Over the past 15 years the electronic industry has been moving away from lead solder due to environmental, health and safety issues. This has reached a point where a vast majority of ICs are only purchased in lead-free format. To enable this transition, lead-free solder was introduced, but the only catch with lead free solder was that it wasn't as good as leaded solder, for instance it melted at a higher temperature than lead solder.
But certain high reliability industries were made exempt from moving to lead-free, as they were operating in important environments and at the time it was unknown how exactly lead free solder would hold up or perform in harsh conditions. Certain examples are :
Military / Defence - Missiles could be stored long term and then used, due to these extended timelines and the nature of its use it had to be 100% operational, so a risk could not be taken of the solder being lead free as no data was available regarding its long term effects.
Aerospace - Due to the G-force, height, pressure that the aircraft come under, it was as important from the safety standpoint that the aircraft system not to fail mid flight. Lead free solder as with Military / Defence had not proven itself yet to be as robust for harsh environment.
Automative - Due to high heat, vibration and safety issues; critical electronic systems in cars such as braking systems and airbags were also exempt.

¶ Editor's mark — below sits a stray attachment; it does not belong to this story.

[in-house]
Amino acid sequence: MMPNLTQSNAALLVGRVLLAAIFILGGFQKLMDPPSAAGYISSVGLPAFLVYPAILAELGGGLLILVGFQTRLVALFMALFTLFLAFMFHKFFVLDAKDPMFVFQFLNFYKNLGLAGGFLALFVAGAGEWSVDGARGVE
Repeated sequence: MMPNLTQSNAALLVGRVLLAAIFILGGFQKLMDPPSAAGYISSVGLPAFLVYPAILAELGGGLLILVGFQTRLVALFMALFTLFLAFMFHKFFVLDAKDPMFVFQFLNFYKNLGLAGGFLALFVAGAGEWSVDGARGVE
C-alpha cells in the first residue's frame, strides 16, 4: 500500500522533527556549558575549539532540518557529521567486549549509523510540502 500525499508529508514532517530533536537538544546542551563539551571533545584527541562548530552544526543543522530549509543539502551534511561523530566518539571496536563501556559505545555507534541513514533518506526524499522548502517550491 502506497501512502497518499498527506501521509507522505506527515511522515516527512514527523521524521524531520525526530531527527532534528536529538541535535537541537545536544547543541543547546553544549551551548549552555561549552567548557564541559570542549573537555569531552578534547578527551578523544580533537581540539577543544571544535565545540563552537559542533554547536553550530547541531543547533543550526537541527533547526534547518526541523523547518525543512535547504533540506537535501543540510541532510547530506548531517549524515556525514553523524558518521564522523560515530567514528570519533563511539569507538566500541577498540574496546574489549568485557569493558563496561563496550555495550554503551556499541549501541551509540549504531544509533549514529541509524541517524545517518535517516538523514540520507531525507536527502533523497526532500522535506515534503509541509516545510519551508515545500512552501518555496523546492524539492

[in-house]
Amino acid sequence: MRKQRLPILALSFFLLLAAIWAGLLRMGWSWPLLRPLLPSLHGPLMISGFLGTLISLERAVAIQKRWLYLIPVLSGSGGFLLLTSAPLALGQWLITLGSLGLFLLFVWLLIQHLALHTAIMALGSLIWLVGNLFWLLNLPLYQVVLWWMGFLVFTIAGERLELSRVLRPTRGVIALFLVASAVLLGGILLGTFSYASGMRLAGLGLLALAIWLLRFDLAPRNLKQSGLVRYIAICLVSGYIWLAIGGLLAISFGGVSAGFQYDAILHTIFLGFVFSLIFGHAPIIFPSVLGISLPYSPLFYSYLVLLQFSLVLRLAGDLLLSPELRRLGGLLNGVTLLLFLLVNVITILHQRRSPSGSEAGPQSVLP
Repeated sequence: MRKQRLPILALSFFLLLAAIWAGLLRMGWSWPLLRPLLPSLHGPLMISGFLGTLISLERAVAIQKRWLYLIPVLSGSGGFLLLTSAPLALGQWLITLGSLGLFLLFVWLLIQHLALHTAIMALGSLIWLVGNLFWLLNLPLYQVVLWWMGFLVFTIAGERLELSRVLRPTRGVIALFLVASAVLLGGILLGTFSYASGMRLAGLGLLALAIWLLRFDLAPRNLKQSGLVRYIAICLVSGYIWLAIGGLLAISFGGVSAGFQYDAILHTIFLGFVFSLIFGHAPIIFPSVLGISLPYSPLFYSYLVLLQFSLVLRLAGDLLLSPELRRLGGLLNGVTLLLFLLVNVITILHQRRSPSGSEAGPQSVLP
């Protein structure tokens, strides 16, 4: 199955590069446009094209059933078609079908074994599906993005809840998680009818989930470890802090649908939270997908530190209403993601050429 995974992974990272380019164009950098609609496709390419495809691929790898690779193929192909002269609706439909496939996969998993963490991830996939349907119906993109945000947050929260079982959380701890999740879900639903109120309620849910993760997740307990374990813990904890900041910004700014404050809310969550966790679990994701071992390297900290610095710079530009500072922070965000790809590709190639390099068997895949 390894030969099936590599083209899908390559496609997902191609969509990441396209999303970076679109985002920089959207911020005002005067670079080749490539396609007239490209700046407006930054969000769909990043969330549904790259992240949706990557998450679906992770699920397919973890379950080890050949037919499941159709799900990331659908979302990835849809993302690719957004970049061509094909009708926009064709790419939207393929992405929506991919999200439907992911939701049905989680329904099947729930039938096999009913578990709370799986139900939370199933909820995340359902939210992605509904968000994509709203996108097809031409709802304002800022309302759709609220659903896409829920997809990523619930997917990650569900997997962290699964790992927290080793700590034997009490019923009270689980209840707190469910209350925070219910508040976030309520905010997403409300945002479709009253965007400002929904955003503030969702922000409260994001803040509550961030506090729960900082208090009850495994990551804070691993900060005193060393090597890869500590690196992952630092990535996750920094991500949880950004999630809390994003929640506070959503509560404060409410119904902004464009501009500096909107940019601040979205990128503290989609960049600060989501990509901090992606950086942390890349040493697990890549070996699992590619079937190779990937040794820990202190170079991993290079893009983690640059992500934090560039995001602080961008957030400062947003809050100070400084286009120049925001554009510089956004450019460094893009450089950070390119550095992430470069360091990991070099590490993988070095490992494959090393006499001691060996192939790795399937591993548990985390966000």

Due to such changes in regulations where most of the other sectors had moved on lead free solder, many IC manufacturers have stopped producing leaded parts, they were producing just lead free parts. One factor that hit High reliability industries was that although high reliability parts cost more than commercial versions, in many cases the small volume consumption of these parts in lead form did not justify setting up a separate line to make a lead version of the component, therefore the high-reliability industries often struggle to find their ICs in the lead format.
Often they would have to buy them in lead free format and convert them to lead format, there is no credible and safe way to do this for BGA other than Retronix - IC Rescue Process, it is the only process that does not use any reflow cycles to achieve alloy conversion and therefore meets the IC manufacturer's specifications. Another issue that keeps the industry restricted at times is that they rely on tried and tested technology especially for missiles, aircraft control systems as they know it works.At time technology used by certain IC manufacturers for making certain components become obsolete and they stop making the parts altoghether, high reliability industries will end up buying a bulk of components with total guess work anticipating future requirements.
So the issues that they could face are :
- They may only buy in lead free format which would have to be converted to Leaded version
- They may not be able to find the ICs at all.
- A component is needed which has been out of production and obsolete.
- Forced to buy large volumes of ICs, this could lead to component packages being broken open, a few are used and the rest become exposed leading to oxidisation and solderability problems.
Each of the problems can be solved and can save high reliability industries from having to spend too much time and effort on the ICs, contact us using this link - http://www.retronix.com/contact-us or email us on email@example.com
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